Barefeet In The Kitchen said...

I tried no-shampoo for a couple weeks a while back and I simply couldn't do it. I only wash a couple times a week now and I do occasionally rinse with water in-between times.

I found an organic shampoo at Trader Joe's. IT is free of all the chemicals you listed above and the price is excellent. I was considering some crazy expensive chemical free options before I found this one. YAY!

Here is the ingredient list:
Shampoo Ingredients: Purified water, organic rosemary oil, organic valencia orange citrus, organic mango, organic lemongrass, organic ginko biloba, organic echinacea, organic willow bark, organic sea kelp, organic chamomile flower, organic textured soy protein, organic lavender, organic grapefruit, C14-16 Olefin Sulfonate, Cocamidopropyl Betaine, Tocopherol (Vit E), Citric Acid, Methylparaben, propylparaben, sea salt, botanical fragrance

Conditioner ingredients: Purified water, organic rosemary oil, organic valencia orange citrus, organic mango, organic lemongrass, organic ginko biloba, organic echinacea, organic willow bark, organic sea kelp, organic chamomile flower, organic textured soy protein, organic lavender, organic grapefruit citrus, Tocopherol (Vit E), Acetamide MEA, Cetyl Alcohol, Citric Acid, Methylparaben, propylparaben, botanical fragrance

I realize that parabens aren't a great thing, but overall, I'm content with this choice for now. I'm no longer losing hair by the fistful with each washing and that makes me very very happy!

Lisa - the Granola Catholic said...

@ Barefeet in The Kitchen - So glad you found something that works for you. Hair care is definitely not a one size fits all approach. Even on our own heads. I know for me something will work fine for a while then stop working and I will need to make adjustments and try something else. Coming up I will be sharing some of our experiments with hair care here at the Granola Catholic House.

Anonymous said...

I've been flirting with baking soda and ACV, and have tried it a few times on the weekends. It works much better than I'd ever thought it would. Problem is my hair is so curly and frizzy. If I give up shampoo and conditioner, I have to give up the serums and gels I put in it to calm it down (degreasers in the shampoo wash all the silicone stuff out). It may all balance out in the end - IDK. Any ideas?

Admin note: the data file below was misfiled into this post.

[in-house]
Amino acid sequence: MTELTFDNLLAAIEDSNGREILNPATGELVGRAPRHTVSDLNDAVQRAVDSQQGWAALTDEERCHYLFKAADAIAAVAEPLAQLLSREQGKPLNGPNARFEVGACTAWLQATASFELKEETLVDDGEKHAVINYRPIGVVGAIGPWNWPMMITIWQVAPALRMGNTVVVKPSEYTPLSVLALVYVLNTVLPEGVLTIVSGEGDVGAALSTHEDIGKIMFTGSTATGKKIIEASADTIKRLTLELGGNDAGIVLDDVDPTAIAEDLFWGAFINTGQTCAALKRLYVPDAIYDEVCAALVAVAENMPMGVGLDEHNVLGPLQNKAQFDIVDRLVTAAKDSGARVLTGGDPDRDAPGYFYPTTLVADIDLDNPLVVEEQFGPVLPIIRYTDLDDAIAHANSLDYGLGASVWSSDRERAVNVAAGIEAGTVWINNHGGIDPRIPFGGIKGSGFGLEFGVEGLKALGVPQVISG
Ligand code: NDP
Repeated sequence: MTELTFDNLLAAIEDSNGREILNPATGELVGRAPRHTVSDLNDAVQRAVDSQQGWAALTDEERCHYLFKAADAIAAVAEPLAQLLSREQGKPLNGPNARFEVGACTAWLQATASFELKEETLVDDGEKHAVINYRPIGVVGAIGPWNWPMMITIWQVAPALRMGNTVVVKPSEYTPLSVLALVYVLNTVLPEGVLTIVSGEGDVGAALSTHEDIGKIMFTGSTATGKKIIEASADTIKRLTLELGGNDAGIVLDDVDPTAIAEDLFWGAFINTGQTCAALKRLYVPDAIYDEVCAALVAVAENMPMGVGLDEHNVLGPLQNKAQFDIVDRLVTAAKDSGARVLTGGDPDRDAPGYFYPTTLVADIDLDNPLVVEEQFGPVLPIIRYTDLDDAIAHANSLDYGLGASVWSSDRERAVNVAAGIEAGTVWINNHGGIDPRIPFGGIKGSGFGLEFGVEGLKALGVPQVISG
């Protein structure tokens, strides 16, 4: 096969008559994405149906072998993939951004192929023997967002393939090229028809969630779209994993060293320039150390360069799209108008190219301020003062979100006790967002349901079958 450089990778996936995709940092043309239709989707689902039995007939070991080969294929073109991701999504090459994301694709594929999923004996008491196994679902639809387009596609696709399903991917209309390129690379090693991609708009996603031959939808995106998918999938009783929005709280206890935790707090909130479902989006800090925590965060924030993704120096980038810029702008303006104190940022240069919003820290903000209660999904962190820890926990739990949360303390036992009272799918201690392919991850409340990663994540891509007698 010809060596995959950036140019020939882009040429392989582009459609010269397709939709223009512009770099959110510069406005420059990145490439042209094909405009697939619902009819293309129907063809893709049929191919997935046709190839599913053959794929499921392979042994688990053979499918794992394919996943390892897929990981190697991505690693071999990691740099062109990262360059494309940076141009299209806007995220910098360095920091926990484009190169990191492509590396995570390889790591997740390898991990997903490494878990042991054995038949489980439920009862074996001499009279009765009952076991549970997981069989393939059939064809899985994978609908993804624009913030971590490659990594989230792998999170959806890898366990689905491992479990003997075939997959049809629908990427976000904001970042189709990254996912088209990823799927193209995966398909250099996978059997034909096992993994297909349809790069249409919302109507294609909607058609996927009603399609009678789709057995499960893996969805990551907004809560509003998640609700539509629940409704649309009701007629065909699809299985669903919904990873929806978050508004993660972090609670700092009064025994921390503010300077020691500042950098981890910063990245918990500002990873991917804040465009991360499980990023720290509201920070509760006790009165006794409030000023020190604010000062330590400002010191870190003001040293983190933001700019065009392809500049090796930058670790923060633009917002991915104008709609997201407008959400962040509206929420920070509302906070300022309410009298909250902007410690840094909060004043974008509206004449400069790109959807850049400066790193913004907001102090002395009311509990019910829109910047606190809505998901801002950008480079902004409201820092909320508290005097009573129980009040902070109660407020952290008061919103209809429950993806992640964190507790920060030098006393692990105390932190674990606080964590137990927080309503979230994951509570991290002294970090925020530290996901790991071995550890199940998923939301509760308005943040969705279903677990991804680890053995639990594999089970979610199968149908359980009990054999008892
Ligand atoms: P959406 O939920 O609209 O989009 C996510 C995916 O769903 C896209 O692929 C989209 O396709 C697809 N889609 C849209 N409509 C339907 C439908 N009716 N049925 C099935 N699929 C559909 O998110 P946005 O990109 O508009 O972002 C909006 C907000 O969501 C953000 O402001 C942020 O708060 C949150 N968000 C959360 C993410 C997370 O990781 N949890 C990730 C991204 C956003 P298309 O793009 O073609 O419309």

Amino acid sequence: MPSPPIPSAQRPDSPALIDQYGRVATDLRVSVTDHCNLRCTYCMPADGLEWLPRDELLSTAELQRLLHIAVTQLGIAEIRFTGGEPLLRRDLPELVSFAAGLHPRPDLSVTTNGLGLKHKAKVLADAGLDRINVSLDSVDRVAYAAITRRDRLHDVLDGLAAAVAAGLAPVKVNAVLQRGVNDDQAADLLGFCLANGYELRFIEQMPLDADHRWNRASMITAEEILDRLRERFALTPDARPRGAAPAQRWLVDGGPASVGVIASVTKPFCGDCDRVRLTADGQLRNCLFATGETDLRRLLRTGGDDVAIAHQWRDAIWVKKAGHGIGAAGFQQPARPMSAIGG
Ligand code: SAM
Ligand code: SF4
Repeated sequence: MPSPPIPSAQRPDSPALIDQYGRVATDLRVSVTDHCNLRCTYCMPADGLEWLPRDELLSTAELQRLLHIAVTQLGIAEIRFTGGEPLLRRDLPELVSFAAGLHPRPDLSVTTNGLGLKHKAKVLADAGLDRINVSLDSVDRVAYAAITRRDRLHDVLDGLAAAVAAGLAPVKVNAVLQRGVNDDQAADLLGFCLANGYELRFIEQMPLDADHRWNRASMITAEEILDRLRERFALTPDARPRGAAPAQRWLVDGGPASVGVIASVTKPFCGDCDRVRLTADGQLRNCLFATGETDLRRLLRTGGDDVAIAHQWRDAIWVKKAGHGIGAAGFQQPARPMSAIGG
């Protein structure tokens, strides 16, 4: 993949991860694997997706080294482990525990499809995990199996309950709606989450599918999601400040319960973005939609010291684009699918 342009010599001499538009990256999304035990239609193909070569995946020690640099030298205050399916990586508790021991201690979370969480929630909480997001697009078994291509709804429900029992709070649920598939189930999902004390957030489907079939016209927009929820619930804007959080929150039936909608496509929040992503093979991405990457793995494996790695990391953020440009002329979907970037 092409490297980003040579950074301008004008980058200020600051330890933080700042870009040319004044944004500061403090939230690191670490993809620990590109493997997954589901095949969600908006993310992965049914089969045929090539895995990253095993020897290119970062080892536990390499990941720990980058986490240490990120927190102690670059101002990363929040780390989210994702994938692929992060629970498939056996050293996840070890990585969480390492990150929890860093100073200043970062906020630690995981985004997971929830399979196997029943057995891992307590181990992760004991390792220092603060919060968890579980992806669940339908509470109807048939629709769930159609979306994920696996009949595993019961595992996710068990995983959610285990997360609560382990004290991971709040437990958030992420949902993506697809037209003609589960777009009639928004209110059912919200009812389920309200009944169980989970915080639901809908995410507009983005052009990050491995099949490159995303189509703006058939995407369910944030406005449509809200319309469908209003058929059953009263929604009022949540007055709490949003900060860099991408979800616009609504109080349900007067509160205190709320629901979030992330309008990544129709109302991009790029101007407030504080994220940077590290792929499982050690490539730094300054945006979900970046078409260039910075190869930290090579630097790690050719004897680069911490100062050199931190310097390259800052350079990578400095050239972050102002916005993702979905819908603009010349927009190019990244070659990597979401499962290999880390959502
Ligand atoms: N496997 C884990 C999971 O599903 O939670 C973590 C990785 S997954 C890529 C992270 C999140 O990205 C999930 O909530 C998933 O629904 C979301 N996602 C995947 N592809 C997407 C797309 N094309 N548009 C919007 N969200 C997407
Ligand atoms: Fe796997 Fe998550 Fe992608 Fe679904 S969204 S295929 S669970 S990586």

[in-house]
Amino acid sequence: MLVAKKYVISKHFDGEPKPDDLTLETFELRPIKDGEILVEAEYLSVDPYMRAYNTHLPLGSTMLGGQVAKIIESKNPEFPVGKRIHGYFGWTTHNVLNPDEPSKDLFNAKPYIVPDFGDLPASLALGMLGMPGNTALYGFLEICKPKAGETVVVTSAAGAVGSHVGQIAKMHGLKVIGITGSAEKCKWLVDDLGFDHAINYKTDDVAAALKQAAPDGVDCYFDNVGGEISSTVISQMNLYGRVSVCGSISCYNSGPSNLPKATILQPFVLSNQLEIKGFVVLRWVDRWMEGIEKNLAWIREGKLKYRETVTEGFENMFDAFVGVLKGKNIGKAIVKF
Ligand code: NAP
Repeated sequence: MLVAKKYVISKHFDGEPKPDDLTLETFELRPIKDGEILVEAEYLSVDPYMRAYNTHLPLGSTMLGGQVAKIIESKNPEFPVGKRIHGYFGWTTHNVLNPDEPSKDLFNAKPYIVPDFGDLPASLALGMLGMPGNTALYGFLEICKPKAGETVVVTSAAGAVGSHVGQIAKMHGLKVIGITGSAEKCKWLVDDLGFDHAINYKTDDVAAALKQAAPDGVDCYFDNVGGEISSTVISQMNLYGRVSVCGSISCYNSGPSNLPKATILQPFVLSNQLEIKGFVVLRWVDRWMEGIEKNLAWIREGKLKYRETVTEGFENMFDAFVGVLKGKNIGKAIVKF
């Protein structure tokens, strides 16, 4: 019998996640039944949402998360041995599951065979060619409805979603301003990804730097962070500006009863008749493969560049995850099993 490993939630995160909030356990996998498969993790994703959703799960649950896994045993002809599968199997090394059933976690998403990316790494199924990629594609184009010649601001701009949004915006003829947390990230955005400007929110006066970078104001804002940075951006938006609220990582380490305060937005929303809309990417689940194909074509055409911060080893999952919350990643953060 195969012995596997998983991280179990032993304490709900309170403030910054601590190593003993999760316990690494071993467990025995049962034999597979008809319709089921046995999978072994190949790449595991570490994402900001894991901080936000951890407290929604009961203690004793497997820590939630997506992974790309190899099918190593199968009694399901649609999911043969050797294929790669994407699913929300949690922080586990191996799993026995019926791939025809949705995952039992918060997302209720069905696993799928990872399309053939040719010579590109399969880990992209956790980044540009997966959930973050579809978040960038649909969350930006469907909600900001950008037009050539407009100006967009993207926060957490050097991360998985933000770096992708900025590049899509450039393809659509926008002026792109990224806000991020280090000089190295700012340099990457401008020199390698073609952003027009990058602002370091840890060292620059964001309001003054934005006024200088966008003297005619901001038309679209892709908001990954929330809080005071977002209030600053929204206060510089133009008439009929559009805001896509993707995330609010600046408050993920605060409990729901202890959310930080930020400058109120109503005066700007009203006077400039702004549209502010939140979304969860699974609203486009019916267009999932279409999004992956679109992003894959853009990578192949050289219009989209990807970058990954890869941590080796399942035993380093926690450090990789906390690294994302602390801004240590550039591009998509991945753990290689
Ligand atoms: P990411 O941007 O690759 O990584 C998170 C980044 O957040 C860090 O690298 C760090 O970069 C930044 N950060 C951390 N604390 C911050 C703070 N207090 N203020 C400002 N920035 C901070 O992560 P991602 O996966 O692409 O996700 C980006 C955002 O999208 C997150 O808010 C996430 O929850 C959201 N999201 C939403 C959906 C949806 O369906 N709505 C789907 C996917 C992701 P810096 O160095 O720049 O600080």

Lisa - the Granola Catholic said...

Catholic Doula. I have heard it takes time with the Apple Cider Vinegar and Baking Soda method, but your hair will balance out in the end. My oldest daughter has straight hair but had curly hair as a little girl and she is getting back some of her body after only 2 weeks of ACV and Baking Soda. I notice nice big Lana Turner waves in my hair after a couple of weeks. If ACV does not work for you, you might want to try one of the other methods.

Katie said...

Great ideas. I went no poo for about a year, then I got my hair colored and started to use shampoo again. Since my hair is no longer colored I am thinking about going no poo again. It really does work after a couple of months.


Lisa - the Granola Catholic said...

Kate - Love hearing about everyone's experiences with noo-poo and other methods.

Brandislee said...

I also think it's really important to emphasize the change in culture, from washing once a week to washing every day (some people twice a day!). This was a total marketing ploy to get us to use more shampoo, meaning we would BUY more shampoo. Not only is there no need for you to wash your hair every day, but it is BAD for your hair and skin. I know exactly what you're thinking- "not me, my hair is greasier than everyone else's." I used to think the same thing. But you know what? Your hair is greasy because you wash it every day, effectively drying out your scalp and tricking it into producing more oil. The less you wash, the less greasy your hair will be. Funny how that works.

As for the actual question at hand- I use a "clean" shampoo. I have tried both shampoo bars and no-poo..., but based on my own experience (and I tried it for two months....) and on that of others, I don't think that most blondes, esp blonds with straight, thin hair, have much success with no-poo. But I can't remember what brand I use, and I don't want to get up :)

Lisa - the Granola Catholic said...

Brandislee - I could not agree with you more. we bought the advertising that said we needed to wash our hair more often, and when we do it dries out our hair, which causes it to produce more oils, which causes us to wash it more, and so the vicious circle begins. Then we don't like our hair so we try a different shampoo that we hope will perform the magic.

Anonymous said...

I use a mixture of honey and baking soda, thinned down with warm water, and then rinse with water and vinegar after. The honey-baking soda mix makes the hair so soft and clean!

Lisa - the Granola Catholic said...

Janzoya - that sounds wonderful. I might have to give the honey a try. Even though I don't blow dry and have been shampoo free for 9 months now my hair is getting frizzy with this winter weather.

Post a Comment

Thanks for stopping by. I love my visitors, and I love your comments too!


Related Posts Plugin for WordPress, Blogger...
Thanks for joining me here, if you enjoy what you see take a moment and join me you can, Subscribe by RSS Feed or find me on Twitter or Facebook and Pinterest